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Life Among the Piutes by Sarah Winnemucca Hopkins Summary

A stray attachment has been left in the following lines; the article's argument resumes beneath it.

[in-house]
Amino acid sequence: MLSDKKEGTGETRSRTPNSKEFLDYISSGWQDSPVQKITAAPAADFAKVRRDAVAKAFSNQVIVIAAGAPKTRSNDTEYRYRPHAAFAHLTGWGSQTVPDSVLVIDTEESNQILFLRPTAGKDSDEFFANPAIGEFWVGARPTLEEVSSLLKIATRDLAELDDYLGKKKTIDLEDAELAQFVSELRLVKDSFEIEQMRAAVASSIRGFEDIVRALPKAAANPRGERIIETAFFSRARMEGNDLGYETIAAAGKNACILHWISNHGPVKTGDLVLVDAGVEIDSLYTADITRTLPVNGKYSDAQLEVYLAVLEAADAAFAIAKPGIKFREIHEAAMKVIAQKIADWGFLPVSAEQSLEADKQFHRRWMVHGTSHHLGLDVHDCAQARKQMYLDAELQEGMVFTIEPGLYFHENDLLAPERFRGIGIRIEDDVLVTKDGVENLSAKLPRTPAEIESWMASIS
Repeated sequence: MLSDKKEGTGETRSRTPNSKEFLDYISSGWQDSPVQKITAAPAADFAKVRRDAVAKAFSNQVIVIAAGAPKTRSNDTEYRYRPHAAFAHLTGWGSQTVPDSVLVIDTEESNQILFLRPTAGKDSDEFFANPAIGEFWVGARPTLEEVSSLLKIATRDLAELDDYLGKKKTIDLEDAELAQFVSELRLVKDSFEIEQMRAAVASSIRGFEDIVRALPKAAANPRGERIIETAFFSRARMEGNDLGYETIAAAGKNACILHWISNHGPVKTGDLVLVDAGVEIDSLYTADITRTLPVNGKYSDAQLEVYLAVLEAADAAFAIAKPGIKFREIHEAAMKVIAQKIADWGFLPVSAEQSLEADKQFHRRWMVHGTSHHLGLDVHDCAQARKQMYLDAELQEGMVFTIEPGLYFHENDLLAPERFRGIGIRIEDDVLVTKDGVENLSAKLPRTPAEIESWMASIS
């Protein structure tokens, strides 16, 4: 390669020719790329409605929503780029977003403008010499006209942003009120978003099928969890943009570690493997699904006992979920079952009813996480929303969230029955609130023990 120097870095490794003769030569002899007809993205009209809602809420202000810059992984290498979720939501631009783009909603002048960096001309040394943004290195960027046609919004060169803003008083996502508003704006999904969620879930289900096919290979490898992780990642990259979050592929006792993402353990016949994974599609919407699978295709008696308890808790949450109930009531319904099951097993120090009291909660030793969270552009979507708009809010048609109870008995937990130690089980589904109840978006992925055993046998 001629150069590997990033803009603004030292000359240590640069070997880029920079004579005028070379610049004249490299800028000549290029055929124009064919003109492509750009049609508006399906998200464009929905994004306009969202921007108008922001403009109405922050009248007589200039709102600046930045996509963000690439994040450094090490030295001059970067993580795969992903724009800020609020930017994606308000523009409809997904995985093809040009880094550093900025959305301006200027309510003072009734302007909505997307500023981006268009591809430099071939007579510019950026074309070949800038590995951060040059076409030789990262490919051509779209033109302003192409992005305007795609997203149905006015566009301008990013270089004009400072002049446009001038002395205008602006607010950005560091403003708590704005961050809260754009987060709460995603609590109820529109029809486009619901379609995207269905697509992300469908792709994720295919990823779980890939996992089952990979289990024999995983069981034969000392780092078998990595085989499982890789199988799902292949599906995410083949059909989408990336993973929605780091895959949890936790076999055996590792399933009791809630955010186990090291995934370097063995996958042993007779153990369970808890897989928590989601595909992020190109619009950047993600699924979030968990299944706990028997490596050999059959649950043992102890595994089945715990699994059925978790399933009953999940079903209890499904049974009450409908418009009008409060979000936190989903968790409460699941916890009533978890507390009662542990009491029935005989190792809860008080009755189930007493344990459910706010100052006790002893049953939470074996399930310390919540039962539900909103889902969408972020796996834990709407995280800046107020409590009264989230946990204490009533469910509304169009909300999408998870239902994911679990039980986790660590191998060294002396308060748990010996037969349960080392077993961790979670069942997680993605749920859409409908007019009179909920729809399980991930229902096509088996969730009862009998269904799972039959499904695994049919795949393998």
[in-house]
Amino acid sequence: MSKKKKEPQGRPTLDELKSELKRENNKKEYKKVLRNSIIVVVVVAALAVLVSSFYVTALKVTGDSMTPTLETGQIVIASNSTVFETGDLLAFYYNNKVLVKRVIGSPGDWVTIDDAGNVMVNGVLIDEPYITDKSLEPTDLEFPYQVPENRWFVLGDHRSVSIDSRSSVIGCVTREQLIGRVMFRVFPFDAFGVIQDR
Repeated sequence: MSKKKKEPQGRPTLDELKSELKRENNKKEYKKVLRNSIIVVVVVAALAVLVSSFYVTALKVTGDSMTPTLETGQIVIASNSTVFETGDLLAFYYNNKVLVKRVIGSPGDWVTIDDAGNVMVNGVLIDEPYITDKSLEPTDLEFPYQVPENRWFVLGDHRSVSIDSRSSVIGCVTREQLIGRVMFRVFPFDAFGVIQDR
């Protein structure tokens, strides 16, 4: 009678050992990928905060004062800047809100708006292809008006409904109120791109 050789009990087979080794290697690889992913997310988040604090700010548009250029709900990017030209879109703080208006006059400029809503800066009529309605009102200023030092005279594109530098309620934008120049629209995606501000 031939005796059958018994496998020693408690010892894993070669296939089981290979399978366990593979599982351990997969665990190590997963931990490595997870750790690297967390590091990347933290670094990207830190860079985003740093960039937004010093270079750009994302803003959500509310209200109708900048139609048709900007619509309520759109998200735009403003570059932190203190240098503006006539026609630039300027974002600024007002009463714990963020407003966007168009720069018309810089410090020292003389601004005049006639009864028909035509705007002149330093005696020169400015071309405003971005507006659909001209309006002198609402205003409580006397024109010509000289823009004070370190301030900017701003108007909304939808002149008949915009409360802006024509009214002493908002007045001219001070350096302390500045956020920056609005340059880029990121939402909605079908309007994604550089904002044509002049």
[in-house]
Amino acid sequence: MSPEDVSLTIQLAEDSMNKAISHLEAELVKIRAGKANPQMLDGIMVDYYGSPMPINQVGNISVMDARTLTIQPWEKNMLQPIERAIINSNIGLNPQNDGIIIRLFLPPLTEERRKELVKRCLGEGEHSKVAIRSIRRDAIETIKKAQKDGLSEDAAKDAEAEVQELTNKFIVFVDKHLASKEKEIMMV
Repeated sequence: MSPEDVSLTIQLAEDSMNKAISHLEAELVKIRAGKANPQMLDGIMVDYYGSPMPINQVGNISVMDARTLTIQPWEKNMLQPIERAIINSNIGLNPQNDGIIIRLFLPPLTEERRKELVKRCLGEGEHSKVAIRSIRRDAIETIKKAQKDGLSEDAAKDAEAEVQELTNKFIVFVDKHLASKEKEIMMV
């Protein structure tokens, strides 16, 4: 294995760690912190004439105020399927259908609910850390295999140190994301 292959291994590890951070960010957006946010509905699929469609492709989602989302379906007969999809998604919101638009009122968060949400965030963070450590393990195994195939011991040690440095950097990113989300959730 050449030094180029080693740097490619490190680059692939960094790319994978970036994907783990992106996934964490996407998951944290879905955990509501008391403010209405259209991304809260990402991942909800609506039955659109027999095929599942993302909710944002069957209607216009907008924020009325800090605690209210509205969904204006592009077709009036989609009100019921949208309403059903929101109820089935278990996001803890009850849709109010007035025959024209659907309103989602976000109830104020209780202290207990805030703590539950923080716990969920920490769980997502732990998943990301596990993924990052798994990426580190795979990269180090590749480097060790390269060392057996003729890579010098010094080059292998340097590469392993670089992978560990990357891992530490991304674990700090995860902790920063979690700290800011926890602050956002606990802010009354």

Life Among the Piutes: Their Wrongs and Claims (1883) by Sarah Winnemucca Hopkins. An autobiographical account, by Sarah Winnemucca Hopkins, of the Piute people (also spelled Paiute) during their first forty years of interaction with Euro-American settlers.The author was the daughter of the Piute Chief Winnemucca and was raised in the area that is now western Nevada. Born about 1841 into a tribe that - at that time - had only limited contact with settlers, Sarah Winnemucca Hopkins would go on to spend the majority of her adult life apart from the Piutes. Mrs. Hopkins came to the East from the Pacific coast with the courageous purpose of telling in detail to the mass of our people, "extenuating nothing and setting down naught in malice," the story of her people's trials. Finding that in extemporaneous speech she could only speak at one time of a few points, she determined to write out the most important part of what she wished to say. In fighting with her literary deficiencies she loses some of the fervid eloquence which her extraordinary colloquial command of the English language enables her to utter, but I am confident that no one would desire that her own original words should be altered. It is the first outbreak of the American Indian in human literature. Sarah Winnemucca (1844–1891) was a prominent female Paiute activist and educator; she helped gain release of her people from the Yakima Reservation following the Bannock War of 1878, lectured widely in the East in 1883 on injustices against Native Americans in the West, established a private school for Indian students in Nevada, and was an influential figure in development of United States' 19th-century Indian policies.